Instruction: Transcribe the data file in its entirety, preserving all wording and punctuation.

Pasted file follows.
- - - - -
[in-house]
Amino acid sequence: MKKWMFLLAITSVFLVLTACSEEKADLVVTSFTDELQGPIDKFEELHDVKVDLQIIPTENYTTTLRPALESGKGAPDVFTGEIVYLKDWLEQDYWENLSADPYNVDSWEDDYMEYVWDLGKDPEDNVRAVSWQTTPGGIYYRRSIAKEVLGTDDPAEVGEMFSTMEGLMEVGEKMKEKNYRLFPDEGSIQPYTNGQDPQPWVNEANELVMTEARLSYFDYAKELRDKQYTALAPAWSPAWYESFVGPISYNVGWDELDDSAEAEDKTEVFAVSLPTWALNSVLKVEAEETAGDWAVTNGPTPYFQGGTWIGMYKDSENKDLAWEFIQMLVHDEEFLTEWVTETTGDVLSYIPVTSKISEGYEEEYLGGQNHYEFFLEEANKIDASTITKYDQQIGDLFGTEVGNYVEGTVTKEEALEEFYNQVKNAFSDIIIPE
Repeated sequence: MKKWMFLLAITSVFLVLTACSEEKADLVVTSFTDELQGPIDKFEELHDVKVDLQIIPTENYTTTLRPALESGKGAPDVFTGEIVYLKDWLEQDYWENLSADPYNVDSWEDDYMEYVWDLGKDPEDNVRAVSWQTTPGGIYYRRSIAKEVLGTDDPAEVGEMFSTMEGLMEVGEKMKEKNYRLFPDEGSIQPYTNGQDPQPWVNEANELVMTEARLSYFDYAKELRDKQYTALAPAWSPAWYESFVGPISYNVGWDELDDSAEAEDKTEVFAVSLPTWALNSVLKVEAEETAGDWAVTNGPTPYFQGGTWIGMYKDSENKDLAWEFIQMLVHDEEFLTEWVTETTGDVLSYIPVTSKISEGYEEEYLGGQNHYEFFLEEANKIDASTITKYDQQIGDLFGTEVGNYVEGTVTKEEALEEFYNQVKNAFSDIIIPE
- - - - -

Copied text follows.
[in-house]
Amino acid sequence: MKKWMFLLAITSVFLVLTACSEEKADLVVTSFTDELQGPIDKFEELHDVKVDLQIIPTENYTTTLRPALESGKGAPDVFTGEIVYLKDWLEQDYWENLSADPYNVDSWEDDYMEYVWDLGKDPEDNVRAVSWQTTPGGIYYRRSIAKEVLGTDDPAEVGEMFSTMEGLMEVGEKMKEKNYRLFPDEGSIQPYTNGQDPQPWVNEANELVMTEARLSYFDYAKELRDKQYTALAPAWSPAWYESFVGPISYNVGWDELDDSAEAEDKTEVFAVSLPTWALNSVLKVEAEETAGDWAVTNGPTPYFQGGTWIGMYKDSENKDLAWEFIQMLVHDEEFLTEWVTETTGDVLSYIPVTSKISEGYEEEYLGGQNHYEFFLEEANKIDASTITKYDQQIGDLFGTEVGNYVEGTVTKEEALEEFYNQVKNAFSDIIIPE
Repeated sequence: MKKWMFLLAITSVFLVLTACSEEKADLVVTSFTDELQGPIDKFEELHDVKVDLQIIPTENYTTTLRPALESGKGAPDVFTGEIVYLKDWLEQDYWENLSADPYNVDSWEDDYMEYVWDLGKDPEDNVRAVSWQTTPGGIYYRRSIAKEVLGTDDPAEVGEMFSTMEGLMEVGEKMKEKNYRLFPDEGSIQPYTNGQDPQPWVNEANELVMTEARLSYFDYAKELRDKQYTALAPAWSPAWYESFVGPISYNVGWDELDDSAEAEDKTEVFAVSLPTWALNSVLKVEAEETAGDWAVTNGPTPYFQGGTWIGMYKDSENKDLAWEFIQMLVHDEEFLTEWVTETTGDVLSYIPVTSKISEGYEEEYLGGQNHYEFFLEEANKIDASTITKYDQQIGDLFGTEVGNYVEGTVTKEEALEEFYNQVKNAFSDIIIPE